How do foam core panels help these problems?
- First, MEPS has an R-value of 4.35 per inch of thickness at 25°F. The typical panel we use has 5-5/8 inches of foam in its core (R-26); this is the composite panel calculated R-value at 25° F.
- Second, the panels are manufactured in large sheets (4'X8' up to 8'X24') consisting mostly of insulation. The seams are sealed, creating continuous blanket insulation uninterrupted by structural framing members (as opposed to a conventional stud wall with a break in the insulation ever 16 inches to accommodate framing lumber).
- Removing the framing lumber from the insulation allows full utilization of the MEPS. Remember, wood is relatively poor insulator (R-1 per inch of thickness), and in a wall with studs every 16 inches, wood can account for up to 30 percent of a wall's volume, significantly reducing the overall performance of the wall. The stated R-value of an panel is a true reflection of its ability to resist conductive heat loss.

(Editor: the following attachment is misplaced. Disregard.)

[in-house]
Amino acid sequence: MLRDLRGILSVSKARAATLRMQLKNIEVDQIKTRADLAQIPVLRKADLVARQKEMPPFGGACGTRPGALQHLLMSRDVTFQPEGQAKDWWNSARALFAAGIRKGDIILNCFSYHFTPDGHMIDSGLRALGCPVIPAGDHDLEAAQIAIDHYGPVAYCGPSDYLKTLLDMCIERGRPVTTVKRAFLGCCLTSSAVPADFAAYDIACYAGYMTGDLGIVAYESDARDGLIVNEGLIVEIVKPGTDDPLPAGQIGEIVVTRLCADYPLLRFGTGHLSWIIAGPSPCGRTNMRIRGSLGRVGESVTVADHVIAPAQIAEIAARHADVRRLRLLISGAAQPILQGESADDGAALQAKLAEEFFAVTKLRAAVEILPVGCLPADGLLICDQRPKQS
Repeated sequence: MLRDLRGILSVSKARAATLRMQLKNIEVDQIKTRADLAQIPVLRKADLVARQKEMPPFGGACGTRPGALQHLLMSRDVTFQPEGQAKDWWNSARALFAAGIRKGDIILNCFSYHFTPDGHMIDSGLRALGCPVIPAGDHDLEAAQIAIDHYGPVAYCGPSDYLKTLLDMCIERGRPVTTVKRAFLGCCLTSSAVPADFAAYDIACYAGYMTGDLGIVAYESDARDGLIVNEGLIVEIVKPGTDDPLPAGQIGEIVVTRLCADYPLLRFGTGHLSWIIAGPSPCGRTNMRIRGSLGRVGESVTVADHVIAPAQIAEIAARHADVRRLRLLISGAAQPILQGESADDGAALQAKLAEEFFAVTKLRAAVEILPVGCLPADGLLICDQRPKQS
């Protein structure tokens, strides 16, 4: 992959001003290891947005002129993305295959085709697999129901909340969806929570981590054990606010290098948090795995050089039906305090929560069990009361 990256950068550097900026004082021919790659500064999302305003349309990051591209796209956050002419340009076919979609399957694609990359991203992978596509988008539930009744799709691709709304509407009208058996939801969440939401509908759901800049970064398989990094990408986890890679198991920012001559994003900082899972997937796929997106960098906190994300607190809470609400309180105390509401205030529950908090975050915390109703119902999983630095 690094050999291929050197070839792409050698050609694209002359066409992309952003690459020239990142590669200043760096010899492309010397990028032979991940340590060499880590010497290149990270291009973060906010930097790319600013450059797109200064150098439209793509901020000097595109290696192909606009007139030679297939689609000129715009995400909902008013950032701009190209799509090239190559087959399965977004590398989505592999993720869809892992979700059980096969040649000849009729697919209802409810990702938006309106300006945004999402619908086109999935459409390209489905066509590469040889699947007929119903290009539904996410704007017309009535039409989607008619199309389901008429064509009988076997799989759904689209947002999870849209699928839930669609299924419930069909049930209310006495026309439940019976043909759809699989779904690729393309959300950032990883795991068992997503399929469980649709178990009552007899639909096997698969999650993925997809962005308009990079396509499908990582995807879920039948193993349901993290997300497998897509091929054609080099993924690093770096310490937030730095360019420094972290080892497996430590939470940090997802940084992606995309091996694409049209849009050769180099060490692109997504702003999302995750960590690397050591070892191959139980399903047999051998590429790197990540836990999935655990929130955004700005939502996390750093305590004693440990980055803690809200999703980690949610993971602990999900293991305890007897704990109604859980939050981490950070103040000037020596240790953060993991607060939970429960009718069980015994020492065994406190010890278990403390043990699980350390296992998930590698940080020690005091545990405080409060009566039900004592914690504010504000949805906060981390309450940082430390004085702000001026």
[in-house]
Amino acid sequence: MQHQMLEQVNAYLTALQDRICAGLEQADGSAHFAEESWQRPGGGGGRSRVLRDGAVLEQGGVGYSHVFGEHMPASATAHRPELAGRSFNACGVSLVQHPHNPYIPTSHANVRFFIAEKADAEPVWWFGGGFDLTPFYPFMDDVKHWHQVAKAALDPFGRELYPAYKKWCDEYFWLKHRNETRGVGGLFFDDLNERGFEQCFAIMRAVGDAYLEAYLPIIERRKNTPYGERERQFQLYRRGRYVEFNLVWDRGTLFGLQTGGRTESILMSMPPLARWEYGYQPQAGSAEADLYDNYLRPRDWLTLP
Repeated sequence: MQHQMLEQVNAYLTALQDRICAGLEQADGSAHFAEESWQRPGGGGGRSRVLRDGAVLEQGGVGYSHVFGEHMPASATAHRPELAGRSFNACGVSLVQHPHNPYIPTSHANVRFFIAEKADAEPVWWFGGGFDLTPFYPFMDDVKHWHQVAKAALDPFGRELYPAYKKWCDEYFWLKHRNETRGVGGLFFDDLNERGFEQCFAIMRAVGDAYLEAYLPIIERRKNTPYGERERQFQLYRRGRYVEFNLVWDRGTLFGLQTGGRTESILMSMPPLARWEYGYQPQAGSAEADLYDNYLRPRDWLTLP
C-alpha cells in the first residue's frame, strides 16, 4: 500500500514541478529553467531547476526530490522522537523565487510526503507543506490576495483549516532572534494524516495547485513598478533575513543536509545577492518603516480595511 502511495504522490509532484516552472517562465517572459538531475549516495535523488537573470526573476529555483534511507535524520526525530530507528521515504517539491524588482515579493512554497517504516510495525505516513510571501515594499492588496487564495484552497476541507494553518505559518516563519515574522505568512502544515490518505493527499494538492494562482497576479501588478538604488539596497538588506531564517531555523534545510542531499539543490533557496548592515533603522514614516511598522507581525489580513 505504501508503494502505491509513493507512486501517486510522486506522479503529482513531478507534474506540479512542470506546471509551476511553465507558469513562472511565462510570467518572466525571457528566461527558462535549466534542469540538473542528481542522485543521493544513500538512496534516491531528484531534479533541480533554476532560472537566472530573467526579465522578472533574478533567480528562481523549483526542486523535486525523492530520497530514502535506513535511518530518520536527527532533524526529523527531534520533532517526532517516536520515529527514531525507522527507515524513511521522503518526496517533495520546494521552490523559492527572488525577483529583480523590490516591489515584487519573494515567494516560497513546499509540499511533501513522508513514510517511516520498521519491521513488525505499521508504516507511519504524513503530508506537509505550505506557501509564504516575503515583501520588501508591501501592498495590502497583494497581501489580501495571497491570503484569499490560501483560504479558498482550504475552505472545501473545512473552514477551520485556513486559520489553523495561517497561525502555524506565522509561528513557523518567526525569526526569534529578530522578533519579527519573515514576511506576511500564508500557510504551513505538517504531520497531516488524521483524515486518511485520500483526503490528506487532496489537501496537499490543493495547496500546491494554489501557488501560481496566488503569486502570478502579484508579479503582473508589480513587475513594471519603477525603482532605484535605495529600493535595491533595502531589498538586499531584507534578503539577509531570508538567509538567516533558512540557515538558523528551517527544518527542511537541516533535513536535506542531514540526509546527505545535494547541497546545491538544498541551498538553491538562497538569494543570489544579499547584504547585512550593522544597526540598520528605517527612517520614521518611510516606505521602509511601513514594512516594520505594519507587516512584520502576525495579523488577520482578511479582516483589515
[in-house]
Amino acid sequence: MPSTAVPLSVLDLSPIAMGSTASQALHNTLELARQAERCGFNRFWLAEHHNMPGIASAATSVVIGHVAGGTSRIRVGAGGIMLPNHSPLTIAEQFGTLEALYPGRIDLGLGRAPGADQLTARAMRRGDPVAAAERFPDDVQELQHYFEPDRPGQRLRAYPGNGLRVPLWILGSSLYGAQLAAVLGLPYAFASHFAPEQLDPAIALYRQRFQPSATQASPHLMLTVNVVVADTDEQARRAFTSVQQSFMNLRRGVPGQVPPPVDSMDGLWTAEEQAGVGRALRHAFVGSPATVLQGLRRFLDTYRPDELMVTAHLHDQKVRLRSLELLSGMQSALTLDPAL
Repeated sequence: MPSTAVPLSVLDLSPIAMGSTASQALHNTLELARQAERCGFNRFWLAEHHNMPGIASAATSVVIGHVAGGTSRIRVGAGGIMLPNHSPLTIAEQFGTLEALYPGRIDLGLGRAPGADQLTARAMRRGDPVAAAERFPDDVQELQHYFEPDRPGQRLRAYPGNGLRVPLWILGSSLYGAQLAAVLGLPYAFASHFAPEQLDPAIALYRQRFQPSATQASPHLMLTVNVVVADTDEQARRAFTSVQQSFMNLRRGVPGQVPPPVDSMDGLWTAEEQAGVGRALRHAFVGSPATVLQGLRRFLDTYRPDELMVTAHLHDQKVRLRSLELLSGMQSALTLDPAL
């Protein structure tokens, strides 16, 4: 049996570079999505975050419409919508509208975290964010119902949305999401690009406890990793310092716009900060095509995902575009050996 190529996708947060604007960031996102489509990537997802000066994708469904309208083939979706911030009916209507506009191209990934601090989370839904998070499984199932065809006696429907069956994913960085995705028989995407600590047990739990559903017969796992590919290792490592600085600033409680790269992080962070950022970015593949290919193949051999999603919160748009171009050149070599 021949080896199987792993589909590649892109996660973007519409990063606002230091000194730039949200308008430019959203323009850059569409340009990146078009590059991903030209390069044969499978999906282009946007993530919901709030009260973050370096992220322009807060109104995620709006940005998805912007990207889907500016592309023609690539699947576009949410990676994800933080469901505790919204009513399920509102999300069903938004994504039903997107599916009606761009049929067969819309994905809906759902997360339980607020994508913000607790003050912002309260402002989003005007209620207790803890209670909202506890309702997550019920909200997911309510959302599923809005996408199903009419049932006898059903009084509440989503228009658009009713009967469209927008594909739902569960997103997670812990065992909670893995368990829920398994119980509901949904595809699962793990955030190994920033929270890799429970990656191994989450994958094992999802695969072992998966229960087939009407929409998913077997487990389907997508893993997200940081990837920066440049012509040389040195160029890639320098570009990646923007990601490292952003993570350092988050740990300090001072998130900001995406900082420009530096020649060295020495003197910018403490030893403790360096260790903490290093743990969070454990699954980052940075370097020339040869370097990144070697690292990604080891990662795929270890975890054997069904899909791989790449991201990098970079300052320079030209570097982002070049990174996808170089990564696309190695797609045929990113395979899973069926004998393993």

- Third, in panels the continuous mass of high density foam nearly eliminates the air movement within the wall and the heat loss caused by convective looping of air within the insulation. Compare the continuous mass of MEPS to a low density insulator such as fiberglass. Fiberglass is the material used to make filters for face masks, furnaces and cigarettes because it allows air to pass through.
- Fourth, MEPS foam is only marginally affected by moisture condensation. In one test, MEPS was force saturated to ten times its normal dry weight and still retained 80% of its insulating value. In addition, MEPS insulation is inert, organic material. It provides no food value to plants, animals and microorganisms. It will not rot and it is highly resistant to mildew.